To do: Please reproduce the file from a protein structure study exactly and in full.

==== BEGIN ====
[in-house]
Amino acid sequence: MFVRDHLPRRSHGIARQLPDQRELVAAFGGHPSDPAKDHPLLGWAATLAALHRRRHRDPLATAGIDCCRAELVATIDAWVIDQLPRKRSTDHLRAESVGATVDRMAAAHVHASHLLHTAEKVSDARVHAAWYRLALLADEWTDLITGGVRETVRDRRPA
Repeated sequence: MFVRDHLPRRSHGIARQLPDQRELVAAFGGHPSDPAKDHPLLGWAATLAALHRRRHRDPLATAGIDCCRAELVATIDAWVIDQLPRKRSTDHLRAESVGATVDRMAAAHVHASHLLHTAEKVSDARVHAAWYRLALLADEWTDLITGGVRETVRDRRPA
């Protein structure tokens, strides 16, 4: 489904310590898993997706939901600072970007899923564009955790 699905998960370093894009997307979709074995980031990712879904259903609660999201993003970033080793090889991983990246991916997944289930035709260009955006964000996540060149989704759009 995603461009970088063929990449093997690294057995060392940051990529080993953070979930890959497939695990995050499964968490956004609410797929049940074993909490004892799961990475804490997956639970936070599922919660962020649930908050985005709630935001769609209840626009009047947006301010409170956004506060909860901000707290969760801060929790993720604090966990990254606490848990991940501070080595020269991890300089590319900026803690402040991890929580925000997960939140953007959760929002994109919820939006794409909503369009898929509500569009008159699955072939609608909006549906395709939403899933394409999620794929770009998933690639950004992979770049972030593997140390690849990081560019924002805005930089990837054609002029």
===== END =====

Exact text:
[in-house]
Amino acid sequence: MFVRDHLPRRSHGIARQLPDQRELVAAFGGHPSDPAKDHPLLGWAATLAALHRRRHRDPLATAGIDCCRAELVATIDAWVIDQLPRKRSTDHLRAESVGATVDRMAAAHVHASHLLHTAEKVSDARVHAAWYRLALLADEWTDLITGGVRETVRDRRPA
Repeated sequence: MFVRDHLPRRSHGIARQLPDQRELVAAFGGHPSDPAKDHPLLGWAATLAALHRRRHRDPLATAGIDCCRAELVATIDAWVIDQLPRKRSTDHLRAESVGATVDRMAAAHVHASHLLHTAEKVSDARVHAAWYRLALLADEWTDLITGGVRETVRDRRPA
């Protein structure tokens, strides 16, 4: 489904310590898993997706939901600072970007899923564009955790 699905998960370093894009997307979709074995980031990712879904259903609660999201993003970033080793090889991983990246991916997944289930035709260009955006964000996540060149989704759009 995603461009970088063929990449093997690294057995060392940051990529080993953070979930890959497939695990995050499964968490956004609410797929049940074993909490004892799961990475804490997956639970936070599922919660962020649930908050985005709630935001769609209840626009009047947006301010409170956004506060909860901000707290969760801060929790993720604090966990990254606490848990991940501070080595020269991890300089590319900026803690402040991890929580925000997960939140953007959760929002994109919820939006794409909503369009898929509500569009008159699955072939609608909006549906395709939403899933394409999620794929770009998933690639950004992979770049972030593997140390690849990081560019924002805005930089990837054609002029």